Open the Windows of the Soul15 January 2019
This year, the Sunday after Theophany coincides with the handing-back of the feast. ‘The Saviour has appeared, Grace and Truth’. The Saviour has appeared, about Whom the prophets spoke in preparation for His coming. The greatest of the prophets, the Honourable Forerunner, who was granted the task of baptizing ‘Him who was foretold’, has affirmed to us that He Whom he baptized is the Son of God. John is now going to seal with his blood the truth of his testimony and his uncompromising struggle against every kind of lie.
The Judge and Competitor
The baton now passes to the Judge, Who ‘came out conquering and to conquer’ (Rev. 6, 2), in precisely this contest between the truth and lies, between the light and darkness. And Christ begins His task in Galilee, the area which was in the deepest darkness of all the Jewish regions, because of pagan Gentiles who lived there. The Prophet Isaiah had foretold that Christ would begin His preaching ministry there, among a people dwelling in darkness and in the shadow of death.
In the end, darkness and death are the same thing. There can’t be real life without real light. And in this shadow of death, there can’t be any forward motion, movement or progress. They weren’t moving in the darkness; they were sitting in it, as Saint John Chrysostom notes. This indicates that they had no hope of being set free from the darkness. Saint John adds that, unable to see where to walk, they’d been overcome by the darkness. There can be no worse plight for a person than to allow the darkness to take over his or her heart.
In the midst of this people, which was plunged into such deep darkness that it had no hope, there arose the sun, Christ. They didn’t ask for this. He Himself appeared to them, as Chrysostom again explains. Saint Theophylact of Bulgaria puts it even more strongly: The Light of Christ almost harried them. He ‘harassed’ them with His Love.
Requirements for Illumination
But this ‘harassment’, this harrying in no way affected their freedom. The Light of Christ isn’t an imposition, forced upon us by propaganda or brainwashing. It’s a discreet call to repentance, a sweet awakening into participation in a life that’s royal.
And Christ’s first sermon wasn’t anything radically new. It was exactly the same as that of the Forerunner: ‘Repent, for the kingdom of heaven is at hand’. Until then, it had been preached by the friend of the Bridegroom (Jn. 3, 29). Now it was being preached by the Bridegroom Himself. Now it was being preached by the King of Heaven Himself. ‘I’m here’, He says. ‘Now I’m so close to you. Stretch out your hand and touch me. I’ve come to dispel the darkness. Enthrone me in your heart. I am the Light of the world. Let me be you King. Let me be your liberator from the tyranny of the darkness. I’ve come not to exercise power over you, but to make you regents and co-heirs to my kingdom. I’m your bridegroom. I’m laying siege to your heart with my love. I’m no oppressor’.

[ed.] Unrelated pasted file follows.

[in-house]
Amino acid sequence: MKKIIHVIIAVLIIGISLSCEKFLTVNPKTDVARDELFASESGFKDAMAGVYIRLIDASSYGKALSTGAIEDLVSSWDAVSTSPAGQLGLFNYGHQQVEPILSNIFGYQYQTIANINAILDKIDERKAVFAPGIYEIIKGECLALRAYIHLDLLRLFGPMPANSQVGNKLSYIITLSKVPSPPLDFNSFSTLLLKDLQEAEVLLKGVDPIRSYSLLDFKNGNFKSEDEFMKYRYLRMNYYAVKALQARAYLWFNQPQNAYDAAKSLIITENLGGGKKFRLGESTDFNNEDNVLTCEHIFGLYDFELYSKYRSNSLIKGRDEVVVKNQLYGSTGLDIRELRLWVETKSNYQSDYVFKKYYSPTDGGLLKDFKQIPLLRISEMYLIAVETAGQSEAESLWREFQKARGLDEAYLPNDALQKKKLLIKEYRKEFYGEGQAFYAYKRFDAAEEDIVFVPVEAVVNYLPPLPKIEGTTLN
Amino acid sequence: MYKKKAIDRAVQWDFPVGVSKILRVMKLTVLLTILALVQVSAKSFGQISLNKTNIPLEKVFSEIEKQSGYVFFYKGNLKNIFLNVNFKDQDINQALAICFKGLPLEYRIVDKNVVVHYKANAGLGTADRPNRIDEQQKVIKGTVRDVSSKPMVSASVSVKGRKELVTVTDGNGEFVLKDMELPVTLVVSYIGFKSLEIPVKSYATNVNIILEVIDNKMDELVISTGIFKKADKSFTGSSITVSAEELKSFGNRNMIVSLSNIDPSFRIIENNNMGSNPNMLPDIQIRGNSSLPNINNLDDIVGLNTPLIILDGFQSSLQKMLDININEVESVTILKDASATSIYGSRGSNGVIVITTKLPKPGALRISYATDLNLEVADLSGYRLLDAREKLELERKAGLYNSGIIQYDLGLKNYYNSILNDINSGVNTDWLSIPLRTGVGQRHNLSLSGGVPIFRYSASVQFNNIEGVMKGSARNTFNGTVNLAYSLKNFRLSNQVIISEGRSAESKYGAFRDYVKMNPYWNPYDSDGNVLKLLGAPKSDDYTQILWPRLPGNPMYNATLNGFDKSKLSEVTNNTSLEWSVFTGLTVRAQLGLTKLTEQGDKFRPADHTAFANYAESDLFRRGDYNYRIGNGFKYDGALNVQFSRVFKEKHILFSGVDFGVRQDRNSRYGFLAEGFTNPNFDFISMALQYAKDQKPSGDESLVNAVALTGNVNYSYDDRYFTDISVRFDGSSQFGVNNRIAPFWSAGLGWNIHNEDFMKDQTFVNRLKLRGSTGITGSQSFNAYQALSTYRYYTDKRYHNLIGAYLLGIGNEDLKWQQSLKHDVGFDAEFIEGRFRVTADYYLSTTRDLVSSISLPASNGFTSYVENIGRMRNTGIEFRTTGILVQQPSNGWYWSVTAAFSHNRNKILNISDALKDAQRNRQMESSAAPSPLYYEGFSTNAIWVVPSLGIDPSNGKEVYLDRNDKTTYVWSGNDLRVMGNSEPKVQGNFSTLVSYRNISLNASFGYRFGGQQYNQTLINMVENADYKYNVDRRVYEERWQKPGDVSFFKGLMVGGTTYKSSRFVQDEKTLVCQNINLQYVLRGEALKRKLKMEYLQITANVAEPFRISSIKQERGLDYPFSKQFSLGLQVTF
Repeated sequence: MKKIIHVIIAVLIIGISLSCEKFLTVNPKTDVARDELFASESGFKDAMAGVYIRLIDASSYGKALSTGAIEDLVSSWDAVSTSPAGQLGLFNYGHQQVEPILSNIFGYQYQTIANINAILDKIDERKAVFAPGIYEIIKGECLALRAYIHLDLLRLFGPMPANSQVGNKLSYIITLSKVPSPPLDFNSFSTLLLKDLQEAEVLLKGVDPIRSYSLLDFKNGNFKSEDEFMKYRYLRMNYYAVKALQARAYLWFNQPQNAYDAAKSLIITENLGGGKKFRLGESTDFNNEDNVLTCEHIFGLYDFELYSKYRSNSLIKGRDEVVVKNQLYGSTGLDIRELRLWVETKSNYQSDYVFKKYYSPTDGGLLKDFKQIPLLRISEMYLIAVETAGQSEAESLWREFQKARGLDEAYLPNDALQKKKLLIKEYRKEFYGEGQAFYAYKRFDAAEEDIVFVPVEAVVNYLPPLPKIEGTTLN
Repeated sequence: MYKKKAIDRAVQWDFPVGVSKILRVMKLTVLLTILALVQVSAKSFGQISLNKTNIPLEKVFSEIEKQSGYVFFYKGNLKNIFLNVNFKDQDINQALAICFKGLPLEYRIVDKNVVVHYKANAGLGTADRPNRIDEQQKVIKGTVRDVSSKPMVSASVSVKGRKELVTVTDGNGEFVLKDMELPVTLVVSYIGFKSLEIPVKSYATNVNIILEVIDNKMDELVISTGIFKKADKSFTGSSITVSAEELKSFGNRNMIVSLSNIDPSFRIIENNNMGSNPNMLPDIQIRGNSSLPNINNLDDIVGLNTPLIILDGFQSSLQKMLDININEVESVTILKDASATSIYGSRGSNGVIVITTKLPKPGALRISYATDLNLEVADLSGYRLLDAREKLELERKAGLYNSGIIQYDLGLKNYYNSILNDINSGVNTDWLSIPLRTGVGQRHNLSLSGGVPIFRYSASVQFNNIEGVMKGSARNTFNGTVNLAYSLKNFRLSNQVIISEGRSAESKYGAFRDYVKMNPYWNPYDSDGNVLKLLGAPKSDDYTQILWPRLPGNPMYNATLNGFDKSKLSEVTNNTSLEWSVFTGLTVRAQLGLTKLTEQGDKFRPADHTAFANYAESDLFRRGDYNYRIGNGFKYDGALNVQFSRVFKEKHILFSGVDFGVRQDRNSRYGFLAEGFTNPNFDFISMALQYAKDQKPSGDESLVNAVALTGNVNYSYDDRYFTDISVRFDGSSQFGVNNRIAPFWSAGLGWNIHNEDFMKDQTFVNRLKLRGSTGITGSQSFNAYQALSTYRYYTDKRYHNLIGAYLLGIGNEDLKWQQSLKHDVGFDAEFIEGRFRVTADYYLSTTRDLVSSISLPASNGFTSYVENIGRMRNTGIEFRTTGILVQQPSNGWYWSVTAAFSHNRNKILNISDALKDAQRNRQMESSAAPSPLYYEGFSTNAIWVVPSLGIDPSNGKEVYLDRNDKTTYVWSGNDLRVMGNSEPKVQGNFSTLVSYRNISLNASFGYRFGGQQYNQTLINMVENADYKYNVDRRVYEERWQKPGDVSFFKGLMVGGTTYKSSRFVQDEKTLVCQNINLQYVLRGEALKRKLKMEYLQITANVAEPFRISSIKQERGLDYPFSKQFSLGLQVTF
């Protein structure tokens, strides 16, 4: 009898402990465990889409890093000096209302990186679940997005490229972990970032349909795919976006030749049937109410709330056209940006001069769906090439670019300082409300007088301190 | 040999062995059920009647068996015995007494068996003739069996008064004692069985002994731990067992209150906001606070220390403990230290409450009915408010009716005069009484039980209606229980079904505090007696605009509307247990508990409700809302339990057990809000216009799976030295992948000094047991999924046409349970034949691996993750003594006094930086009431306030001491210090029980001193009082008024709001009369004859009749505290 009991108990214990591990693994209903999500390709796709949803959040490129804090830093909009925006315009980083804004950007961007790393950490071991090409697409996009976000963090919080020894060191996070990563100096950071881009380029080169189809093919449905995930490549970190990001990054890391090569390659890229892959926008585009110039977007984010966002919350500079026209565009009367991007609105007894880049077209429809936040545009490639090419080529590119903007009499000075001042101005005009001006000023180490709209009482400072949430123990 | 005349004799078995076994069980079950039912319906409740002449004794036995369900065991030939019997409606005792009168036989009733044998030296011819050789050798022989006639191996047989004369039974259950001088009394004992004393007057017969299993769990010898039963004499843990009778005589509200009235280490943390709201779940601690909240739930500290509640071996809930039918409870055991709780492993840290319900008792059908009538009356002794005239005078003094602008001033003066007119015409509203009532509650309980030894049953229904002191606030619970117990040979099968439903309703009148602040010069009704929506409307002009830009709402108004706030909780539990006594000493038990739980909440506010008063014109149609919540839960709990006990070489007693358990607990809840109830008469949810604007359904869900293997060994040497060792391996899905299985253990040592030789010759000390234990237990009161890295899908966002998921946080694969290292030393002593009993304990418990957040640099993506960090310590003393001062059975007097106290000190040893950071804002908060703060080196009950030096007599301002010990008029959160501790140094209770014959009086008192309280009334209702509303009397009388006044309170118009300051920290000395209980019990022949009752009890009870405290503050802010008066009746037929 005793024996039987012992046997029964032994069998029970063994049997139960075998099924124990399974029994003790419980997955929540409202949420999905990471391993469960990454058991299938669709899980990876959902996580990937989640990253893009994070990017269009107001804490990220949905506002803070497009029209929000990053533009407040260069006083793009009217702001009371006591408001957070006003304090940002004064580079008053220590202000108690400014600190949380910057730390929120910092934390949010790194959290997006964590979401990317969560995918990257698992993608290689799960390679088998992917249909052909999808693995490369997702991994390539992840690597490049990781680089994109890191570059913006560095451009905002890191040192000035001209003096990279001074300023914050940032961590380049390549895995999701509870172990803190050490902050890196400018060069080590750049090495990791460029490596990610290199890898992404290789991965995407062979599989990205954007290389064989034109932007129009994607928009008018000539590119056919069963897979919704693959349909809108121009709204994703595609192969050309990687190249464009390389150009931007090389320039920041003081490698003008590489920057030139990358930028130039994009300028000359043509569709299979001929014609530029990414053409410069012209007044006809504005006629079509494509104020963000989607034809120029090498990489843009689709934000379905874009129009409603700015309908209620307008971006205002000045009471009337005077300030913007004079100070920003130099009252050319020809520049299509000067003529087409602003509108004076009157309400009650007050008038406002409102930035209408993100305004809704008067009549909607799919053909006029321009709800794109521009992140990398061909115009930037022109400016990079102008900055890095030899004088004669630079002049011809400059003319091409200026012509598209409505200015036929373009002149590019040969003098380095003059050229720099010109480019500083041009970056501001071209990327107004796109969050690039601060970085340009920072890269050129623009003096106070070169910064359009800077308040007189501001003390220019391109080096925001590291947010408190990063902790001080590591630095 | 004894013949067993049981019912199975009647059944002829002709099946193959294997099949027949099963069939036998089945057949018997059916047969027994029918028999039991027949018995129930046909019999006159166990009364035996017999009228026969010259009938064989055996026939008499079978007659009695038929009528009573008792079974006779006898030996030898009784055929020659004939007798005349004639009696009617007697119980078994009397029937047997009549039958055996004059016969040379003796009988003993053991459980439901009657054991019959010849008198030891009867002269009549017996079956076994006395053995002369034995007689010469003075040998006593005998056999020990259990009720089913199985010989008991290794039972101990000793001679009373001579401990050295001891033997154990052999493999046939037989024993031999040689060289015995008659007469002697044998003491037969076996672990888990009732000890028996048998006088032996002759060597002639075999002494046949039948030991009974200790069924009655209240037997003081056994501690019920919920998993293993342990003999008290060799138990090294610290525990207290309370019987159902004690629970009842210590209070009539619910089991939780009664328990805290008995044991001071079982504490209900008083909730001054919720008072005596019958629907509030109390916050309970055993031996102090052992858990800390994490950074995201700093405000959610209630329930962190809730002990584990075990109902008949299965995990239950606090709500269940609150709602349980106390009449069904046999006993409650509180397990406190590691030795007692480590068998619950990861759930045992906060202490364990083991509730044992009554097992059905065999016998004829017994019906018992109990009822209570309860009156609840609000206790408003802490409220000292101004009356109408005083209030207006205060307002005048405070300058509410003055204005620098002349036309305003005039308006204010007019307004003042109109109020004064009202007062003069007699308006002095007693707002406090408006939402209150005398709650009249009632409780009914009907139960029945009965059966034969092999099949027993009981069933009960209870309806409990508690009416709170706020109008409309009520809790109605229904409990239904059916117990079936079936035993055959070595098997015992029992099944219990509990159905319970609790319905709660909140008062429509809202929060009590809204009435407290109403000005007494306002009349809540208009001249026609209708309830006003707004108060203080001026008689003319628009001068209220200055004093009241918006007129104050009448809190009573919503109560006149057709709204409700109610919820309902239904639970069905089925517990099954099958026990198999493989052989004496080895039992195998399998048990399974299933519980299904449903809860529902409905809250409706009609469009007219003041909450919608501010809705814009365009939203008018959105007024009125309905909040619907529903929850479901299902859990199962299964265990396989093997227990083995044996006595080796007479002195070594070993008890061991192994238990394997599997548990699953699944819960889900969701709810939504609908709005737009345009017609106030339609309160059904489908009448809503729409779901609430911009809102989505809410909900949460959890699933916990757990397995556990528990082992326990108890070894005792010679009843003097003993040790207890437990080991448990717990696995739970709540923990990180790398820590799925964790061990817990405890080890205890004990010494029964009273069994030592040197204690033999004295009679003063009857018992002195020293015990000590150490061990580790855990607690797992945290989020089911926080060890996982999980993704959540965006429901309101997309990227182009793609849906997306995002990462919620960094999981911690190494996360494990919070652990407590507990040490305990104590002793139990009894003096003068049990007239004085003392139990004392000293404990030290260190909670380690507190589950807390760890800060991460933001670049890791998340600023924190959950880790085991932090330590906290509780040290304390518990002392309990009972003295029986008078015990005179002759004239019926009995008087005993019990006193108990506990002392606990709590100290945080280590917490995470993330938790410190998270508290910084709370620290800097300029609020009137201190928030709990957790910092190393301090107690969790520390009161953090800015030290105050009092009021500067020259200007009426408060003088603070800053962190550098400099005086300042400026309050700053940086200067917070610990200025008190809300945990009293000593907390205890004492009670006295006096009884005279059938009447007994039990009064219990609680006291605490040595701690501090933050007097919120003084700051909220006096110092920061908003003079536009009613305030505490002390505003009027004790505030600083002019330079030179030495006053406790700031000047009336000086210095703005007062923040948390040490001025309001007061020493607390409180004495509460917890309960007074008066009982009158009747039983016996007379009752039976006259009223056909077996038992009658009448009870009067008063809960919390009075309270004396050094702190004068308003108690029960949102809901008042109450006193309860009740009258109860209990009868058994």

Does the Light Liberate or Enslave?
Unfortunately, many people- maybe even we ourselves- prefer darkness to the light. Feeling comfortable with wicked deeds, with the deeds of darkness, doesn’t just prevent us from loving the light, but makes us fear it, as well. Sometimes even to hate it. Because then we, like Cavafis, feel the Light as a new tyranny. This is what he says in his poem ‘The Windows’. Living in the darkness of his passions, on the one hand he seeks windows onto the light, but, on the other, he trembles at the prospect of finding them: ‘But the windows are nowhere to be found; or I can’t find them. Perhaps it’s better if I don’t. The light may be a new tyranny. Who knows what new things it might reveal?’
The poetess Maria Polydouri has the same distaste for light. She also sees light as tyranny. In one of her poems she says: ‘Oh, turn that light down. Take the light away. It’s just a protraction. What use is it at night which I want for myself? The day’s gone. That’s enough. Take the light. It’s oppressing me. The deception of a life is sufficient. It’s denying me my soul’.
The light of Christ doesn’t deny at all; it actually ‘returns my soul’ to me (Ps. 22, 3). It gives it back its lost life and strength. Blessed are they who see Christ’s invitation to repentance as the opening of a window onto the true Light, as a foray into the ‘freedom of the glory of the children of God (Rom. 8, 21).